The Red Tent
Adult historical fiction
Her name is Dinah. In the Bible, her life is only hinted at in a brief and violent detour within the more familiar chapters of the Book of Genesis that tell of her father, Jacob, and his twelve sons.
Told in Dinah's voice, Anita Diamant imagines the traditions and turmoils of ancient womanhood--the world of the red tent. It begins with the story of the mothers--Leah, Rachel, Zilpah, and Bilhah--the four wives of Jacob. They love Dinah and give her gifts that sustain her through childhood, a calling to midwifery, and a new home in a foreign land. Dinah's story reaches out from a remarkable period of early history and creates an intimate connection with the past.
The concept of this book fascinated me. I am familiar with the stories of Genesis like the story of my life, and have been educated thoroughly in the traditional commentary. Therefore, this book was scary to me - I didn't want it to besmirch the names that are holy to me. However, more than anything I found The Red Tent a beautiful story, and maybe a thought experiment on the people I'm descended from.
The setting was one of the most incredible I've read - Dinah speaks to all the women of the generations, and tells us her story. She starts with that of her mothers' - with all the facts and all the feelings, and no anachronistic judgements to marr the picture. She describes the house of Jacob in such detail that you feel Cnaan in the late Bronze Age - feel the heat, see the views, smell the food cooking and the animals. Hear the children, play in the red tent with the women, feel the pain and joy of motherhood along with them. Truly, it was an experience to read.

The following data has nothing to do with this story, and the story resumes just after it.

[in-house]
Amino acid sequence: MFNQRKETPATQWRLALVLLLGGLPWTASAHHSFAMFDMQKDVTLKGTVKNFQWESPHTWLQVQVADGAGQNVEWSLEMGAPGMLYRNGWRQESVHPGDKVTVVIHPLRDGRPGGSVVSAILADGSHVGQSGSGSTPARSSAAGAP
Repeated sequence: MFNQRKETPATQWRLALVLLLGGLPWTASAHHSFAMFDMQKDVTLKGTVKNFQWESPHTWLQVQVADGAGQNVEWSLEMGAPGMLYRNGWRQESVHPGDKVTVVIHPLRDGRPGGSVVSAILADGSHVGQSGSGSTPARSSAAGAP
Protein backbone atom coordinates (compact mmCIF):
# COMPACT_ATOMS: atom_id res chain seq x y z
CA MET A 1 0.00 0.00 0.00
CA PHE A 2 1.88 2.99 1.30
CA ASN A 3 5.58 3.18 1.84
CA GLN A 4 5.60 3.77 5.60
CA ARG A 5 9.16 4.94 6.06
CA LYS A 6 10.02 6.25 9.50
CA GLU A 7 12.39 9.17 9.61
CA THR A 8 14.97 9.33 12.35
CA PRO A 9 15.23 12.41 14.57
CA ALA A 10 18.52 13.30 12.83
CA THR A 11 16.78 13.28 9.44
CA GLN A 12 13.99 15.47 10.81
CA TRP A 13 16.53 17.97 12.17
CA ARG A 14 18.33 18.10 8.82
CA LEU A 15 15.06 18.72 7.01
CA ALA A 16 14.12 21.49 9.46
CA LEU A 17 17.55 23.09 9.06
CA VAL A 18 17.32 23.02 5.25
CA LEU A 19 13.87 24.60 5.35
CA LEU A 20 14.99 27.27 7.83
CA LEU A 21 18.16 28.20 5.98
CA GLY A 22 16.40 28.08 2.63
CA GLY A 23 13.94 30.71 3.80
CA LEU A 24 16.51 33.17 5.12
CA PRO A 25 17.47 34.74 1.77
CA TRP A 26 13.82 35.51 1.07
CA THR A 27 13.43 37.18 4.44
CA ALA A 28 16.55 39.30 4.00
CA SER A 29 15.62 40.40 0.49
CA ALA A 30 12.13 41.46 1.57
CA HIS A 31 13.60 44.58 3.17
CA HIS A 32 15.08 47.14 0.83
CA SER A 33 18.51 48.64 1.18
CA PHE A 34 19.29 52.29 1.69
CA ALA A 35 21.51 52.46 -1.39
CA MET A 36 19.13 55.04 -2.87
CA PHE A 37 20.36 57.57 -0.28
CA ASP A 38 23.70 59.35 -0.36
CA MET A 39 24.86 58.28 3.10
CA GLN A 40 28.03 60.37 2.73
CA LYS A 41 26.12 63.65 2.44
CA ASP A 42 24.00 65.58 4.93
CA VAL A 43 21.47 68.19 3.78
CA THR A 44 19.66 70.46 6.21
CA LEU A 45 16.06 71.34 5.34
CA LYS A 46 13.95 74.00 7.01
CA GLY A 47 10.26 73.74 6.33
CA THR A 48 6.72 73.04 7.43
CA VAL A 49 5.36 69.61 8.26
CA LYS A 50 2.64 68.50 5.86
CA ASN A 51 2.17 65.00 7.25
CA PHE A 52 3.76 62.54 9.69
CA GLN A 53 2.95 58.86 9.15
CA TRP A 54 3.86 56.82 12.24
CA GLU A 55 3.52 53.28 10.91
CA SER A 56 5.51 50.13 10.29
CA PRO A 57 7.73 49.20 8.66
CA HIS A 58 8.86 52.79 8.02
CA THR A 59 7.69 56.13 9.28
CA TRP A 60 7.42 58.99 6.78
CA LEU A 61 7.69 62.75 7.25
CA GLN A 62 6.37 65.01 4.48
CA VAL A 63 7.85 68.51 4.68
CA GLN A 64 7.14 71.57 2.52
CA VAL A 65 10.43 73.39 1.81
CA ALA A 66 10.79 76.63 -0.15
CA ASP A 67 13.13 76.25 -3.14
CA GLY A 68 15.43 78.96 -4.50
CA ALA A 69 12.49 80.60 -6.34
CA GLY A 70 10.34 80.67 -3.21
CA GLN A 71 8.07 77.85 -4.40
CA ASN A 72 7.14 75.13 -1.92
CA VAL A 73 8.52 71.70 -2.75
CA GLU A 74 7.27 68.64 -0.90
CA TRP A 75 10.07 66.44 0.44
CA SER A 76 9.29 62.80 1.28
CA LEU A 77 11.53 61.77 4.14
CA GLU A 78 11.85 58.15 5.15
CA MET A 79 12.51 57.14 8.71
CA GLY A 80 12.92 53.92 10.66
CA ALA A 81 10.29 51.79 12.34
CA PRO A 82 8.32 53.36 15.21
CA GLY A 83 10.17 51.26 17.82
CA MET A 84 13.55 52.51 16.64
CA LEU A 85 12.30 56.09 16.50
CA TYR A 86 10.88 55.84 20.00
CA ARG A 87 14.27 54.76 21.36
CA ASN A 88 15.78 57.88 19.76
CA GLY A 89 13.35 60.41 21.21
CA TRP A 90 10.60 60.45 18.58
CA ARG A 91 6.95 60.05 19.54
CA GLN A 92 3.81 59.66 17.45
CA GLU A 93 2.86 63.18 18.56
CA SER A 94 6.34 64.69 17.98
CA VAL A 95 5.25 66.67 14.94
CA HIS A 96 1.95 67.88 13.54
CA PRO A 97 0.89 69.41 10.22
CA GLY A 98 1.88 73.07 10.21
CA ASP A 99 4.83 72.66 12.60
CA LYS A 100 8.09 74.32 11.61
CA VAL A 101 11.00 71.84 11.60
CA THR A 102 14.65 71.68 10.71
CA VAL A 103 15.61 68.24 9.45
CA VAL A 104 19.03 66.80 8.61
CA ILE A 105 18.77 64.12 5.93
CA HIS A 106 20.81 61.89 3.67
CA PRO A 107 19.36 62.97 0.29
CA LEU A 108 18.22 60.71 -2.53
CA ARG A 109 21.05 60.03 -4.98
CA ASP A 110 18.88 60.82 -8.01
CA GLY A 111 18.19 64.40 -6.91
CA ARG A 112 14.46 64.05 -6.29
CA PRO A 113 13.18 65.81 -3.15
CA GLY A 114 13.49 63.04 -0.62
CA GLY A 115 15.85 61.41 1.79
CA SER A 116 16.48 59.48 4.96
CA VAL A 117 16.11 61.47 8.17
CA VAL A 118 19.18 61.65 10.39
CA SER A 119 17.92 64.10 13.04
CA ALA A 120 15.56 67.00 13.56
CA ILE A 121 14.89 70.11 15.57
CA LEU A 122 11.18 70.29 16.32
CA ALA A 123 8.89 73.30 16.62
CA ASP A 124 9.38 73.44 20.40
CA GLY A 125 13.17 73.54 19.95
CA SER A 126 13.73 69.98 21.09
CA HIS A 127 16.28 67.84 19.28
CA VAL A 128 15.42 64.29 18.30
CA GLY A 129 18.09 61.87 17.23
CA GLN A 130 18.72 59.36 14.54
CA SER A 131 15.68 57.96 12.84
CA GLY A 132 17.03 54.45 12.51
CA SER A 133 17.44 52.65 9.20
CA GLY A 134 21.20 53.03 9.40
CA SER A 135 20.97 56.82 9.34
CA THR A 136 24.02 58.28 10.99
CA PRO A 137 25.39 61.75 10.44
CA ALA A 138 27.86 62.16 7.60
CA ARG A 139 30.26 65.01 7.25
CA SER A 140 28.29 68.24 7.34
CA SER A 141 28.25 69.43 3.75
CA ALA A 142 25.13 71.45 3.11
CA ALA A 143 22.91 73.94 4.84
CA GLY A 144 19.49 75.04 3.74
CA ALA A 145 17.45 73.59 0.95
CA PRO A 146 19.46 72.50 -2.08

The climax in this story, the turning point, is also the only incident from which we hear of Dinah in the bible. This is also the place in which our story parts ways with the traditional narrative. It was beautiful, and happy and sad all at once. The dramatic bit itself was rushed - I found it hard to follow what was happening until later.
The third part of the novel takes place in Egypt. This part was the saddest, but also the slowest and a little... boring. However, I found the existence of this storyline in which Dinah finds herself in Egypt very interesting, because there is a legend saying she did but no explanation was given.
The full circle in which we come to in the end basically made me cry. Like the rest of the book, it was beautiful and tragic.